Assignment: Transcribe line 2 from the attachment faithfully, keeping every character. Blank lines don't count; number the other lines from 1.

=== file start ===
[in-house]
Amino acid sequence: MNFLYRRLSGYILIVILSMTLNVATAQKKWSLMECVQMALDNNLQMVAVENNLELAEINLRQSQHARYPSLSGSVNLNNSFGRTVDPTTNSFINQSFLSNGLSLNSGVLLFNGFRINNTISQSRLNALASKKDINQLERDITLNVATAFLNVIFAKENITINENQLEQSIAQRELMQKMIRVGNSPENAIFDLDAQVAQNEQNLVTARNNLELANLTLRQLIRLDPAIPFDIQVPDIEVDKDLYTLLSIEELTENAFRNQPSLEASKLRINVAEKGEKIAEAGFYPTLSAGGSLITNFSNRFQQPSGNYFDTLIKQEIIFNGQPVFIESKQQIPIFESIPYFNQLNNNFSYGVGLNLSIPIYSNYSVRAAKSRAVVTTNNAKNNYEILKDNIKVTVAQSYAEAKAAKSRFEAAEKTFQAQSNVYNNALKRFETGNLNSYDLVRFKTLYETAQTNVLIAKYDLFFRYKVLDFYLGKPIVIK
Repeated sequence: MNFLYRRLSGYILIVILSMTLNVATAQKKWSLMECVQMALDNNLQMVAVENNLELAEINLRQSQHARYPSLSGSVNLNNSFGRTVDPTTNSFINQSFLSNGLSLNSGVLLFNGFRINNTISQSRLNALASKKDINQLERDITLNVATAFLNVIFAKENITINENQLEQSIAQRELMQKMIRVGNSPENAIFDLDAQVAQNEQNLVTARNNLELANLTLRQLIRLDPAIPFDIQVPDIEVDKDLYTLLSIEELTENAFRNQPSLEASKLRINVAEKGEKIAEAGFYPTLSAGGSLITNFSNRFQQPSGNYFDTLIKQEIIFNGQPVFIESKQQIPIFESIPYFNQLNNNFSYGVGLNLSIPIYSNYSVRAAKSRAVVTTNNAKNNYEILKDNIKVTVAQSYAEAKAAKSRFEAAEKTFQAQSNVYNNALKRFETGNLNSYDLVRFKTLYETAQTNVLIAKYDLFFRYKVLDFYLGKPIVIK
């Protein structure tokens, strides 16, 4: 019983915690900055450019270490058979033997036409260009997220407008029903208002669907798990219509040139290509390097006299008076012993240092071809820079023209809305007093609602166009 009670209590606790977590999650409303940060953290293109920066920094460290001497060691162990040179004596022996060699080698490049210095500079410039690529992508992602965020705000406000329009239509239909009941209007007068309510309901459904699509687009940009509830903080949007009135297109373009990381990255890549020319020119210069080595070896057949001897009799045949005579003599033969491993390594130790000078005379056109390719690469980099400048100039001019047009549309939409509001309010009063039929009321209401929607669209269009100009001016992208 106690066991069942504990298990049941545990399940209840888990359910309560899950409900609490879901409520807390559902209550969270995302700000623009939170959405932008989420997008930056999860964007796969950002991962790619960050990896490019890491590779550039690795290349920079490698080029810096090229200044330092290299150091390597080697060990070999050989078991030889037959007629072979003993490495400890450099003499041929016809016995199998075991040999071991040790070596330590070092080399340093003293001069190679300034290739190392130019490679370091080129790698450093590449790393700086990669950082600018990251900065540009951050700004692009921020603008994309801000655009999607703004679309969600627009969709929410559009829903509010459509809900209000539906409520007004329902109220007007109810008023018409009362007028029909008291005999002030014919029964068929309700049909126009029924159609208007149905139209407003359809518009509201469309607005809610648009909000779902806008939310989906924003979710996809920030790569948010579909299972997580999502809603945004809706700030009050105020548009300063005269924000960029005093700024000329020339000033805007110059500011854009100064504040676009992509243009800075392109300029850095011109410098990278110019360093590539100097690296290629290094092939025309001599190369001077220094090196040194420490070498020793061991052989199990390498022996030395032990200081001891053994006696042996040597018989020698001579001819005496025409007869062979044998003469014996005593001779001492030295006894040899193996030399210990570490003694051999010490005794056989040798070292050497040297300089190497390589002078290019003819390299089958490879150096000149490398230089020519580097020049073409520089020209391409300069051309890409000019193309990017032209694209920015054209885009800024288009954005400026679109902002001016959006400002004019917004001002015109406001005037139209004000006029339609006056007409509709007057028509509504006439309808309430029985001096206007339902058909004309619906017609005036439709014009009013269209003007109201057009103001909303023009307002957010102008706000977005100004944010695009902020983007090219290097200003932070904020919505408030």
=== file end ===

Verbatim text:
Amino acid sequence: MNFLYRRLSGYILIVILSMTLNVATAQKKWSLMECVQMALDNNLQMVAVENNLELAEINLRQSQHARYPSLSGSVNLNNSFGRTVDPTTNSFINQSFLSNGLSLNSGVLLFNGFRINNTISQSRLNALASKKDINQLERDITLNVATAFLNVIFAKENITINENQLEQSIAQRELMQKMIRVGNSPENAIFDLDAQVAQNEQNLVTARNNLELANLTLRQLIRLDPAIPFDIQVPDIEVDKDLYTLLSIEELTENAFRNQPSLEASKLRINVAEKGEKIAEAGFYPTLSAGGSLITNFSNRFQQPSGNYFDTLIKQEIIFNGQPVFIESKQQIPIFESIPYFNQLNNNFSYGVGLNLSIPIYSNYSVRAAKSRAVVTTNNAKNNYEILKDNIKVTVAQSYAEAKAAKSRFEAAEKTFQAQSNVYNNALKRFETGNLNSYDLVRFKTLYETAQTNVLIAKYDLFFRYKVLDFYLGKPIVIK